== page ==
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Biol Psychiatry. 2012 Sep 15;72(6):466-75. doi: 10.1016/j.biopsych.2012.04.008. Epub 2012 May 8.

Glucocorticoids protect against the delayed behavioral and cellular effects of acute stress on the amygdala.

Author information

1
National Centre for Biological Sciences, Tata Institute of Fundamental Research, Bangalore, India.

Abstract

BACKGROUND:

A single episode of acute immobilization stress has previously been shown to trigger a delayed onset of anxiety-like behavior and spinogenesis in the basolateral amygdala (BLA) of rats. Spurred on by a seemingly paradoxical observation in which even a modest increase in corticosterone (CORT), caused by a single vehicle injection before stress, could dampen the delayed effects of stress, we hypothesized a protective role for glucocorticoids against stress.

METHODS:

We tested this hypothesis by analyzing how manipulations in CORT levels modulate delayed increase in anxiety-like behavior of rats on the elevated plus-maze 10 days after acute stress. We also investigated the cellular correlates of different levels of anxiety under different CORT conditions by quantifying spine density on Golgi-stained BLA principal neurons.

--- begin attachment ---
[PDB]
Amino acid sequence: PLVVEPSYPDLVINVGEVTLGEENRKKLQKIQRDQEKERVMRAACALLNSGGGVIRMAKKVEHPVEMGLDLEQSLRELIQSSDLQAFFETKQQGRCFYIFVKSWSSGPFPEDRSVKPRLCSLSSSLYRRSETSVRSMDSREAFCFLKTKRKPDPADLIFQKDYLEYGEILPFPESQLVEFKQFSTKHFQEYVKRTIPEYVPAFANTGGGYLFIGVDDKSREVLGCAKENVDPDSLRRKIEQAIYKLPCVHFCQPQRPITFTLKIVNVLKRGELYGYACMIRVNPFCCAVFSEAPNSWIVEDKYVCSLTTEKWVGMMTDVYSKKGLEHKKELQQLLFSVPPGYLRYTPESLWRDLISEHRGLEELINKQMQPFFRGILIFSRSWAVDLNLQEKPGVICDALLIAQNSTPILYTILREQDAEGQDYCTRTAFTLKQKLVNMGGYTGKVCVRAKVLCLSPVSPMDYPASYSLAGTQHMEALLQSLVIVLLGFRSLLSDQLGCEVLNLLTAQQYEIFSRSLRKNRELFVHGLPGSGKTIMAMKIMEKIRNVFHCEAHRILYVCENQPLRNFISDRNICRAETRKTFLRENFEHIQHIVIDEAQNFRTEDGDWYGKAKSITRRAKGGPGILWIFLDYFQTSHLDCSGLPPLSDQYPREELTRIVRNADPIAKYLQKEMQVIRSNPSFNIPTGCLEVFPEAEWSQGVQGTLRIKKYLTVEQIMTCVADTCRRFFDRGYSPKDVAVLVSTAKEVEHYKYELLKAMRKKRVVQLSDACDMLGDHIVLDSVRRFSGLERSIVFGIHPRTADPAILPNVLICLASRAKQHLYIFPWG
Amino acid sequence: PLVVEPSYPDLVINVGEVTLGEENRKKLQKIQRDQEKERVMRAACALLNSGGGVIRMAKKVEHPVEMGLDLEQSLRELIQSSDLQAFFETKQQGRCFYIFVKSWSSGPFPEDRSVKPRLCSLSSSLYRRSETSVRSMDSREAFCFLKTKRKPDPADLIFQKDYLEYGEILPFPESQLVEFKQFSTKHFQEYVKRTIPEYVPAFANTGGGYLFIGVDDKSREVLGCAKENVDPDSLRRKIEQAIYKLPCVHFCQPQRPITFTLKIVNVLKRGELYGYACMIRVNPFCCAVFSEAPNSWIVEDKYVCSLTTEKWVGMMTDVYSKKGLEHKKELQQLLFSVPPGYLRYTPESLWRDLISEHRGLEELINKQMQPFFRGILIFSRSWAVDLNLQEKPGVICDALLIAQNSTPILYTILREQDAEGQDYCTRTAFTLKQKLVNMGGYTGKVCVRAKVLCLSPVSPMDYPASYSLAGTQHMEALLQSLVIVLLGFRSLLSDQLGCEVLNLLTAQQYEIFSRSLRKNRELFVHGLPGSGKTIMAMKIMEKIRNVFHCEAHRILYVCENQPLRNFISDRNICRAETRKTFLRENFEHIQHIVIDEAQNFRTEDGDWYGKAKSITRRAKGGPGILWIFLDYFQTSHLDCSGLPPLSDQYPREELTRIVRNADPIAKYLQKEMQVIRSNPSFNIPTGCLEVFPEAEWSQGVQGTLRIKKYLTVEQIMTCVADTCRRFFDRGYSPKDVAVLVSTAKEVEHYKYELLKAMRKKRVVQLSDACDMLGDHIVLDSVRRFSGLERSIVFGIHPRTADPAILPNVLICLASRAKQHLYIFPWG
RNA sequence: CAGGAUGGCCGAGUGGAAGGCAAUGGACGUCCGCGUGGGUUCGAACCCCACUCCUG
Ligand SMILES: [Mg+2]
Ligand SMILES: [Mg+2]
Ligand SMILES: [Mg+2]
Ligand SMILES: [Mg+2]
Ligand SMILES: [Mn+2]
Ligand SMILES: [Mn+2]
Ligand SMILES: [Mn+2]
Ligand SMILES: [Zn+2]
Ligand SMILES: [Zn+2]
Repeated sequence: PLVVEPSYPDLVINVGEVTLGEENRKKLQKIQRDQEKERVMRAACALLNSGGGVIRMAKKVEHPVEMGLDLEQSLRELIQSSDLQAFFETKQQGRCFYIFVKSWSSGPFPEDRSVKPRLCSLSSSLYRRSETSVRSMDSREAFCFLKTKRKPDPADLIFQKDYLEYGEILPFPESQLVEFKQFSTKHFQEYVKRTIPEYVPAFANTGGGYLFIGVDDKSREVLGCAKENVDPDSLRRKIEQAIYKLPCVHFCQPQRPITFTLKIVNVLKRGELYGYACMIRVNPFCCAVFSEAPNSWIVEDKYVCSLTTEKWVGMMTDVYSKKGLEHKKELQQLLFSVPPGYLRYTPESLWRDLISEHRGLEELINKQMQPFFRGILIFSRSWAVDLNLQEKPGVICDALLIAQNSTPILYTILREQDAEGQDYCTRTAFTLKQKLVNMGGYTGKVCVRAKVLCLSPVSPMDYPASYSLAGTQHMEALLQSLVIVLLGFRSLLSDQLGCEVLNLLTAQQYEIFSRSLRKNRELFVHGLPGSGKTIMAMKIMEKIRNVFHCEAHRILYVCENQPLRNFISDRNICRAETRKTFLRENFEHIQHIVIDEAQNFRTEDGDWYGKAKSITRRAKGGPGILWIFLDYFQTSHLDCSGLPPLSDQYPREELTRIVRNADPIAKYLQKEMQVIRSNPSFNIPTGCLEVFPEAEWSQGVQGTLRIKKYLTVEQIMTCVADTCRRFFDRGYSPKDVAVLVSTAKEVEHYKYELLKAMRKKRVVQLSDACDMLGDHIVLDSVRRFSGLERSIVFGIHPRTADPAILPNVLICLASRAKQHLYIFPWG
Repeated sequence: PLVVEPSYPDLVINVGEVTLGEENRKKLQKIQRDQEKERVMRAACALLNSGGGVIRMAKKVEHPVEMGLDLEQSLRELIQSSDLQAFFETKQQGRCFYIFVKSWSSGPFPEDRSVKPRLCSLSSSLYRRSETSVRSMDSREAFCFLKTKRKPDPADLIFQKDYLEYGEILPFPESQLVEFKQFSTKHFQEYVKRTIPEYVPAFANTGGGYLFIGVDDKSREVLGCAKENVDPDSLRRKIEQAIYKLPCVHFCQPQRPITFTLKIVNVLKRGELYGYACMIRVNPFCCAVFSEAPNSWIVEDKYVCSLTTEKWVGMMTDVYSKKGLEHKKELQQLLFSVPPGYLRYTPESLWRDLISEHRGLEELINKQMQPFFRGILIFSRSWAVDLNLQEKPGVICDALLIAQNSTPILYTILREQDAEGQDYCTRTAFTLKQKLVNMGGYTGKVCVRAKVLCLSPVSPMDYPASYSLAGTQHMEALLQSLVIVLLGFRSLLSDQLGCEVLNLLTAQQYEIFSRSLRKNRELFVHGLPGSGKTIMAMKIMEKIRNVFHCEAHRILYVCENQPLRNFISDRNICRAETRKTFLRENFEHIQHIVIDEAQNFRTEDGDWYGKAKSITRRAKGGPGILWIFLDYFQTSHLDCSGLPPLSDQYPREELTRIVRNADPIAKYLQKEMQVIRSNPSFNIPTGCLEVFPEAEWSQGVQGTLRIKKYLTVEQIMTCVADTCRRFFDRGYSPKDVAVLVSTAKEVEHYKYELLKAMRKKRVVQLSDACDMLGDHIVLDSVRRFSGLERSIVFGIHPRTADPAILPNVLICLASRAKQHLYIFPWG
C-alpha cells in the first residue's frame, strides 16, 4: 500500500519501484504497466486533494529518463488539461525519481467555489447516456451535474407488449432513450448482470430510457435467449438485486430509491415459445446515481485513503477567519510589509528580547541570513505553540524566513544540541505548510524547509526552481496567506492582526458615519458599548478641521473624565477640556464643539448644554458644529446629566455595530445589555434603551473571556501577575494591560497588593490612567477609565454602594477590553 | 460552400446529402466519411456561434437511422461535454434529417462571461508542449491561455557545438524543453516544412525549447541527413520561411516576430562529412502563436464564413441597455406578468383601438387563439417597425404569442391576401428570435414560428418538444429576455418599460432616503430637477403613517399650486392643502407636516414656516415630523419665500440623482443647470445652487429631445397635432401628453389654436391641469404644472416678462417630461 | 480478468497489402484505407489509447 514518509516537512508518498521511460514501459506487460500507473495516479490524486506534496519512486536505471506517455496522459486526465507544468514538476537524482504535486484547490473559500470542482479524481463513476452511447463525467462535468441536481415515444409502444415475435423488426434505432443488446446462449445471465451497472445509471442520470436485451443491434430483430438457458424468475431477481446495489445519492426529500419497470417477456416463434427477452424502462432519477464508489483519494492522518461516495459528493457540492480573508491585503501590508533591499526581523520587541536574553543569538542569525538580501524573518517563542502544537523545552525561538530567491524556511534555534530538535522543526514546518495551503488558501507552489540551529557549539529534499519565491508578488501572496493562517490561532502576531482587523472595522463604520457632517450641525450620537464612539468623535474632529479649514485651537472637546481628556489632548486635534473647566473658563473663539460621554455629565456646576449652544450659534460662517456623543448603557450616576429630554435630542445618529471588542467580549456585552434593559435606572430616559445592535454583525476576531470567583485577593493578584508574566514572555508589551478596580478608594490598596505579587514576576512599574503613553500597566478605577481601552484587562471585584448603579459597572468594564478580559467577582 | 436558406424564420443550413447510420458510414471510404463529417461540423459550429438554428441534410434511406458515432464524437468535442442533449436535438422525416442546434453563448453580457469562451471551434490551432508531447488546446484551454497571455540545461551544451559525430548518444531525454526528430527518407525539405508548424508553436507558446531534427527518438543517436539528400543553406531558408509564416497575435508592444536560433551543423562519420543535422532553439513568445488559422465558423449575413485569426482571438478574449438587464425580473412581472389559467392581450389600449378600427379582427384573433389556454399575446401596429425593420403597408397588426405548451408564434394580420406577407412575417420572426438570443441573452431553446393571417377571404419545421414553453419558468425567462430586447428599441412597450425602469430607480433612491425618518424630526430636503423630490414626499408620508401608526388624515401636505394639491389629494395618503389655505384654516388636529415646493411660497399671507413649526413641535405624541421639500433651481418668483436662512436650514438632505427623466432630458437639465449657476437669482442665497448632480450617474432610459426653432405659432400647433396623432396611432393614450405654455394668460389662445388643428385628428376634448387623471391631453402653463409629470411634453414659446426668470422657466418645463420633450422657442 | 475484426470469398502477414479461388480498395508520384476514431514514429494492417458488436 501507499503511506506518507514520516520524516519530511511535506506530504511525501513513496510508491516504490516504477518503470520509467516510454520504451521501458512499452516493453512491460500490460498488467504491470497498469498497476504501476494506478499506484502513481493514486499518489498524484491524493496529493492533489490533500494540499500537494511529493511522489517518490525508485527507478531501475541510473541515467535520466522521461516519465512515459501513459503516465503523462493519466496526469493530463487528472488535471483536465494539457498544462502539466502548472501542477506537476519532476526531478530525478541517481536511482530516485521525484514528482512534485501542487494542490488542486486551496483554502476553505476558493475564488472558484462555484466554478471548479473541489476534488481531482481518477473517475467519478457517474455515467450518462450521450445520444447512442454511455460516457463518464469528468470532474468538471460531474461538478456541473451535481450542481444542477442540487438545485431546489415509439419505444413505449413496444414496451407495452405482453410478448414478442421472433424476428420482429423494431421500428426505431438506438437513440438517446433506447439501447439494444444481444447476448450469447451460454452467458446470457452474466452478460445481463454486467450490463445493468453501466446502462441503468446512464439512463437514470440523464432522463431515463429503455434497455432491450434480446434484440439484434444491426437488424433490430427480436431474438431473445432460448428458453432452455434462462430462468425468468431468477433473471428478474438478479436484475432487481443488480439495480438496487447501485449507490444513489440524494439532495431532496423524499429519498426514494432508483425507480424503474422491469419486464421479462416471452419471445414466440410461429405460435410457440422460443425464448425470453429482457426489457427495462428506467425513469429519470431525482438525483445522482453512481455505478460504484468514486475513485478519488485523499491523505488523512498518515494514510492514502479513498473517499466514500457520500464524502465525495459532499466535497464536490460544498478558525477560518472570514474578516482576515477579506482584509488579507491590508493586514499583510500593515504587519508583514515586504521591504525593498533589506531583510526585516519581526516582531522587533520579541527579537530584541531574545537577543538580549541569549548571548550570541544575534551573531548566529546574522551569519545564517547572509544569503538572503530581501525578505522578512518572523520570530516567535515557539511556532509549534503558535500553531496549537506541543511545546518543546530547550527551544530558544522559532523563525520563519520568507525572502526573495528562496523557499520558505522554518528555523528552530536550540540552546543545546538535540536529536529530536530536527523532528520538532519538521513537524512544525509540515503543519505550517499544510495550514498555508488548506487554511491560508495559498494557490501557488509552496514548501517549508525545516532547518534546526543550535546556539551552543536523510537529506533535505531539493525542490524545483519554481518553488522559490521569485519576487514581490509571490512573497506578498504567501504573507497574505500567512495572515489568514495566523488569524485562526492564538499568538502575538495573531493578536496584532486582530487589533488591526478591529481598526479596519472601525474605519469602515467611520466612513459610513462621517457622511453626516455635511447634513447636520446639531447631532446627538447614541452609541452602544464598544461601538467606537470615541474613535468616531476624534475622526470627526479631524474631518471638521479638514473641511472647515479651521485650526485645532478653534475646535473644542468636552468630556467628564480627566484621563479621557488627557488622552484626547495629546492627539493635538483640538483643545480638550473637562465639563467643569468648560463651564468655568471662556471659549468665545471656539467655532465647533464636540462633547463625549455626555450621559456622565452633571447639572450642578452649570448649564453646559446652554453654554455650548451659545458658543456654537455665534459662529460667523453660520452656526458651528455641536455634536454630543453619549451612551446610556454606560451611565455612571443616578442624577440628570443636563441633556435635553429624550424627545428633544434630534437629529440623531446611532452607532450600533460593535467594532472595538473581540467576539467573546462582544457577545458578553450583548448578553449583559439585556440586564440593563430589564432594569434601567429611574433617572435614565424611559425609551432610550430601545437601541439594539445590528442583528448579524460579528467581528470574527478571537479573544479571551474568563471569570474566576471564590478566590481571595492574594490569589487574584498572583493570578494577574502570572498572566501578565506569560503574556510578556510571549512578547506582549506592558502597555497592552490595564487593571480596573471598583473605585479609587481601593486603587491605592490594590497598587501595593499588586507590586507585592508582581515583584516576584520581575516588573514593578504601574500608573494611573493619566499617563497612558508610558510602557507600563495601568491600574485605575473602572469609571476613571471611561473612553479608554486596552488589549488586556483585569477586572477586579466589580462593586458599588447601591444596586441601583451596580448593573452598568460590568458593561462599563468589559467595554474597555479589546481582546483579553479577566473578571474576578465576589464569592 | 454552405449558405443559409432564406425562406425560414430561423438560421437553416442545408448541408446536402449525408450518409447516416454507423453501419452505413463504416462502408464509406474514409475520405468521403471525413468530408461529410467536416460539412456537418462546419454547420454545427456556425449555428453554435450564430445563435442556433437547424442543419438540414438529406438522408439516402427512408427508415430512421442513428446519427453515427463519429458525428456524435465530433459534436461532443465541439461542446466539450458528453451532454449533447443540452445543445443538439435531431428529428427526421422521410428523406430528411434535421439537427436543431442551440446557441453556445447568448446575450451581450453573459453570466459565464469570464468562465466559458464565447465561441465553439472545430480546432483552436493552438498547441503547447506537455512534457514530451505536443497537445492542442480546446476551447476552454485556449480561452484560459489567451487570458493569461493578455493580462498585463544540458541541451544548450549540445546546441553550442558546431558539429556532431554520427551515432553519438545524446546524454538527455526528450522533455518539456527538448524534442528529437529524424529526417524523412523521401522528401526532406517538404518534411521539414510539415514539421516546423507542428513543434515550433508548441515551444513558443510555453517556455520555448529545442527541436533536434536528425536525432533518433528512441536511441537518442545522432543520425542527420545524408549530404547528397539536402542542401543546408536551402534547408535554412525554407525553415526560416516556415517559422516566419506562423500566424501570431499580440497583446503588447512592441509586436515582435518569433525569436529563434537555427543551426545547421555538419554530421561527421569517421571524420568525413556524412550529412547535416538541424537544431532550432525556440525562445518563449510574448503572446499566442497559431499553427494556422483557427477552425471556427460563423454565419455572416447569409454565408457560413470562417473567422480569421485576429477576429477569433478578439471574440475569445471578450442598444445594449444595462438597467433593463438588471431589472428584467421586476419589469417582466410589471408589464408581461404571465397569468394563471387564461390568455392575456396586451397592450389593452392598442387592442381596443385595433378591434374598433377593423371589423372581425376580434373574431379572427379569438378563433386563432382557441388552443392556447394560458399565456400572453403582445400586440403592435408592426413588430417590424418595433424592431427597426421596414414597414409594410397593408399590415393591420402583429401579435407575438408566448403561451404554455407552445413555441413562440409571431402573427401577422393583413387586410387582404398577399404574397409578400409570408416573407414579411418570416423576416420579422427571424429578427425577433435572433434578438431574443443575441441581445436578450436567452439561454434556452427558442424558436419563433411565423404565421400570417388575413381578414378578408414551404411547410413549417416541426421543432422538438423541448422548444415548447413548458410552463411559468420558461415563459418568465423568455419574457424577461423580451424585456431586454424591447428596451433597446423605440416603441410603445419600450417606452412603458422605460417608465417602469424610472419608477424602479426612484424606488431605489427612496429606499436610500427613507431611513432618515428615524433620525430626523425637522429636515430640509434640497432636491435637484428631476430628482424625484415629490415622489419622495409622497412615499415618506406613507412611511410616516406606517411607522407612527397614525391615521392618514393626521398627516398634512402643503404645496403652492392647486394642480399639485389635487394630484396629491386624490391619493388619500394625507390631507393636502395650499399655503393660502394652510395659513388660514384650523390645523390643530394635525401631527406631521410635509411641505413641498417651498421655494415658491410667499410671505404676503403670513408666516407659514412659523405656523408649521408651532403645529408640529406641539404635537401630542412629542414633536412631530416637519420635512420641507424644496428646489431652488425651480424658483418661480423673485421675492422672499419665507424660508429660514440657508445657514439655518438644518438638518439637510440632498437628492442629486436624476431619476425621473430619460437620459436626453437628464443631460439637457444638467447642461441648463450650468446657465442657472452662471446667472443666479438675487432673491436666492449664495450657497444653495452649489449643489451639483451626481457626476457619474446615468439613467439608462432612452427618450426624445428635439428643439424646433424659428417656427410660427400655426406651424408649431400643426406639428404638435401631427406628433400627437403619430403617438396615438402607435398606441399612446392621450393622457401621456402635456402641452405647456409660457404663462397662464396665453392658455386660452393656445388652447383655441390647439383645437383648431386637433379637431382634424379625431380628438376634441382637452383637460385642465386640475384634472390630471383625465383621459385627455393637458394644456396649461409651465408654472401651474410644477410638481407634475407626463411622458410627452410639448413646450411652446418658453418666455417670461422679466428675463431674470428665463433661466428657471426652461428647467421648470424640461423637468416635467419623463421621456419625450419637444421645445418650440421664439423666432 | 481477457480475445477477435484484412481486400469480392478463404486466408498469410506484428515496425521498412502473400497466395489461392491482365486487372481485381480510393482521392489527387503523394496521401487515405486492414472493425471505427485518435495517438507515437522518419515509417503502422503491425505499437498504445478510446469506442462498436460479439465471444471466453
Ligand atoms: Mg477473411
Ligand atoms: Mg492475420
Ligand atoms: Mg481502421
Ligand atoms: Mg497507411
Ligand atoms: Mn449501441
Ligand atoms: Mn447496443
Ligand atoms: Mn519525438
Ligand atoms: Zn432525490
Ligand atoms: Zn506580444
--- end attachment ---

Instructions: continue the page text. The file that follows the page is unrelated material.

RESULTS:

CORT in drinking water for 12 hours preceding acute stress prevented delayed increase in anxiety rather than exacerbating it. Conversely, vehicle injection failed to prevent the anxiogenic effect of stress in bilaterally adrenalectomized rats. However, when CORT was restored in adrenalectomized rats by injection, the delayed anxiogenic effect of stress was once again blocked. Finally, high and low anxiety states were accompanied by high and low levels of BLA spine density.

CONCLUSIONS:

Our findings suggest that the presence of elevated levels of CORT at the time of acute stress confers protection against the delayed enhancing effect of stress on BLA synaptic connectivity and anxiety-like behavior. These observations are consistent with clinical reports on the protective effects of glucocorticoids against the development of posttraumatic symptoms triggered by traumatic stress.

PMID:
22572034
PMCID:
PMC3753225
DOI:
10.1016/j.biopsych.2012.04.008
[Indexed for MEDLINE]
Free PMC Article

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